The Avalon Casino was the backdrop of our view in Avalon Harbor. The handpainted murals and Page Organ in the Casino’s movie theater are a reminder of the unique flare and history of the area. Although we never felt the ghostly presence of Marilyn Monroe, the island offered a lot of history about her as well as the wild escapades of several other celebrities. We forgot to mention our quest to find the BEST pizza… and we found it at Antonio’s Pizzeria and Cabaret in Avalon, Catalina Island, CA.
Arriving in Newport Harbor offered unique and varied anchorages allowing us to see several areas of the harbor, watch the kids in the community sailing programs, all while exploring the community via bicycle. Watching the surfers at the Wedge beach on the far end of Newport Beach was just as entertaining as tooling around the channels with the dinghy sightseeing. An afternoon trip to Sherman Library and Gardens http://www.slgardens.org/ showcased the regions foliage and fascinating garden design.
Spending just over a a month in San Diego taking care of business, provisioning and spending time on the hook in the community anchorages, we ramped up to cross the Mexican border. Considering the length of our stay in San Diego, a few must visit destinations include Point Loma Seafood offering both an exceptional fish market and a great place to eat lunch or dinner. We were able to celebrate Thanksgiving with a potluck hosted by the friendly members of the Silver Gate Yacht Club on Shelter Island. Dinner was delicious and the members were friendly and informative as they offered us advice regarding Mexico and our upcoming passage.
Crossing the border: We motor sailed to Ensenada, BCN, Mexico and saw a few whales about 3 miles outside of the Ensenada harbor. Unfortunately the winds didn’t pick up until we arrived in the Ensenada Harbor which made tying up to the dock more challenging than necessary. Ensenada is the gateway to Mexico and a necessary port for boaters to clear customs, acquire fishing licenses and numerous other permits making us and Flyer legal to travel throughout Mexico. Our stay at the Baja Naval Marina in Ensenada was very hospitable and accommodating. Once we wrapped up our customs paperwork in Ensenada, we had a 40 hour passage to Turtle Bay; offering two days of rest before continuing our passage southbound. A stop in Abrejos Bay was supposed to offer a restful night to break up the passage onto Magdalena Bay. Instead the rough anchorage motivated us to continue onto Mag Bay taking turns napping. The weather allowed us to anchor in Santa Maria Cove just outside the Mag Bay harbor. This was a convenience by not adding on additional time entering the harbor and checking in with the port captain. Our last two day passage from Mag Bay to San Jose del Cabo offered beautiful scenery, more whales, magnificent meteor showers, calm seas and light breezes. Our overnight passage from San Jose del Cabo to LaPaz, Mexico was exciting as Steve caught a beautiful 36″ yellowtail tuna. Steve had it on the hook, gaffed, on-board and cleaned within the hour. Now that we are in LaPaz, Mexico we are working on a few projects, cleaning up Flyer and formulating our upcoming passages, anchorages and site seeing destinations. We joined some friendly boaters for an evening out to enjoy dinner and a Christmas concert at the Instituto Sudcaliforniano de Cultura. The pianist composer created two original pieces and wrote them to incorporate the two violinists and cellists… in a word – spectacular.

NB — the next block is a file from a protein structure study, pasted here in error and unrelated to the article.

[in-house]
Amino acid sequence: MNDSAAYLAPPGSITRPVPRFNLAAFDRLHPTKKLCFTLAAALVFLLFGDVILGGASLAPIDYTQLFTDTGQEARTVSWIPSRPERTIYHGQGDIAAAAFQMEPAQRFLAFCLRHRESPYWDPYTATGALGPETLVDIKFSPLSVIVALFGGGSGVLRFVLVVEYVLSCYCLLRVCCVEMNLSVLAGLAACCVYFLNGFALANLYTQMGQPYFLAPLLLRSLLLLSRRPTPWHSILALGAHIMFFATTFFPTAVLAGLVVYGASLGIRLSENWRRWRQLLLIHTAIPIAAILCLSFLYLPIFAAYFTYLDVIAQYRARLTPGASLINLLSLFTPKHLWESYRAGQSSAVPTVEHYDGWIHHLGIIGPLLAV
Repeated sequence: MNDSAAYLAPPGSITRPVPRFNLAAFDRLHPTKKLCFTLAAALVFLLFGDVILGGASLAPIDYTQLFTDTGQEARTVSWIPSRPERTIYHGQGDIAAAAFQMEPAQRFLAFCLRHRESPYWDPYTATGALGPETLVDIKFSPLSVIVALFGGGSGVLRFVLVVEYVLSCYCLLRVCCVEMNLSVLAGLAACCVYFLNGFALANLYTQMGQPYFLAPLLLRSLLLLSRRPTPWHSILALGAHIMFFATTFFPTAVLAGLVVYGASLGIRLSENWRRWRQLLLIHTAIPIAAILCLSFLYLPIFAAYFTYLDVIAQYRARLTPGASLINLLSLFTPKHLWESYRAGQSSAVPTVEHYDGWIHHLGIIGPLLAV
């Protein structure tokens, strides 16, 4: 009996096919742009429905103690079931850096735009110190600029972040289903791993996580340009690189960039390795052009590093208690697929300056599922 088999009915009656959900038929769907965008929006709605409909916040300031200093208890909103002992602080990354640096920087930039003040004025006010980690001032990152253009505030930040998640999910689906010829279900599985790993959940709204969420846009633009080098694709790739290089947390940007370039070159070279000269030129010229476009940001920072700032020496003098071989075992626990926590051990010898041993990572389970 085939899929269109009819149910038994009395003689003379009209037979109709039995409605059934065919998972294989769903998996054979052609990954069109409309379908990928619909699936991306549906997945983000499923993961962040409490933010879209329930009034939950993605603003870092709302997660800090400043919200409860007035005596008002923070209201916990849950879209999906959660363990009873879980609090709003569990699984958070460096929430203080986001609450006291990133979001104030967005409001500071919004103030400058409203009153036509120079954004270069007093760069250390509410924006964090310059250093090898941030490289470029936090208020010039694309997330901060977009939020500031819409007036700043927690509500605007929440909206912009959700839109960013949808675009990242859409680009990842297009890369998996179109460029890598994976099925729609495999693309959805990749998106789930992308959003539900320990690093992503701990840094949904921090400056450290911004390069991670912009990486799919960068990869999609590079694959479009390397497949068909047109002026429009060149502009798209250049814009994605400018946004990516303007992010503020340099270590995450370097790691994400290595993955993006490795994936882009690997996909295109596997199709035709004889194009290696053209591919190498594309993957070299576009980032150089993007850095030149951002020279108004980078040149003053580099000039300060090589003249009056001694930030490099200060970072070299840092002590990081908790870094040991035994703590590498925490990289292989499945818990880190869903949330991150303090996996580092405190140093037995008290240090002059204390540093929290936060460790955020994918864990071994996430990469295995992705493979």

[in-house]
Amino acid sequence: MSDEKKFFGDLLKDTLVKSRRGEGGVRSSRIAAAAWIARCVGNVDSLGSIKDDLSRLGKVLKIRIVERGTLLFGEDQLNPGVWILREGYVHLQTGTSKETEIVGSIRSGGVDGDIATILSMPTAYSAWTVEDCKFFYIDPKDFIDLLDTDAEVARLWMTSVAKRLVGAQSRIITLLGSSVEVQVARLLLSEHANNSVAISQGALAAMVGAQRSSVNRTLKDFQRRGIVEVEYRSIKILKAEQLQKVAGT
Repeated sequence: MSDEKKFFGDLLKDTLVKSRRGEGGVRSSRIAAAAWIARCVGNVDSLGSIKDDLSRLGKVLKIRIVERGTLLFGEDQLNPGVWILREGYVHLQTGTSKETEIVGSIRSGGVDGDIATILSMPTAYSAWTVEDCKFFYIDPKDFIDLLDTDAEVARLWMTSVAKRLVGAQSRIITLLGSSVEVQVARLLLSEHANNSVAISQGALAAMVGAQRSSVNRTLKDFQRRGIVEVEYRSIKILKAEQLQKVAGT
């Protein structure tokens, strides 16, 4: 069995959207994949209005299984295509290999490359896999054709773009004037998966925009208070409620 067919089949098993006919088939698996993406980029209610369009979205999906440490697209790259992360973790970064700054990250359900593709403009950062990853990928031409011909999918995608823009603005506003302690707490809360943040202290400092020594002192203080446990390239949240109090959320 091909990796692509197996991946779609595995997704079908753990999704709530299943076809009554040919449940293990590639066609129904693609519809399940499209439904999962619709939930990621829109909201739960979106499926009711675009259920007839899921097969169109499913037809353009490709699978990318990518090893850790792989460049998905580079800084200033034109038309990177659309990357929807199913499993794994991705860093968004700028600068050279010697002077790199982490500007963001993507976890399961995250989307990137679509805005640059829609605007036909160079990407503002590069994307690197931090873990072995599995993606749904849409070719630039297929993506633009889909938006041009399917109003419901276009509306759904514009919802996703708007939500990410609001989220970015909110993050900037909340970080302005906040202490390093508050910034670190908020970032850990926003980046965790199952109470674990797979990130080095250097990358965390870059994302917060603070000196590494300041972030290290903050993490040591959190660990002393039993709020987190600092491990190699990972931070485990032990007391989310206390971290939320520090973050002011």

That sums up our past four months. We’ll attempt to post updates more frequently as WiFi and time permits. Until then… ¡Feliz Navidad y próspero año nuevo! (Merry Christmas and a prosperous New Year) – Peggy & Steve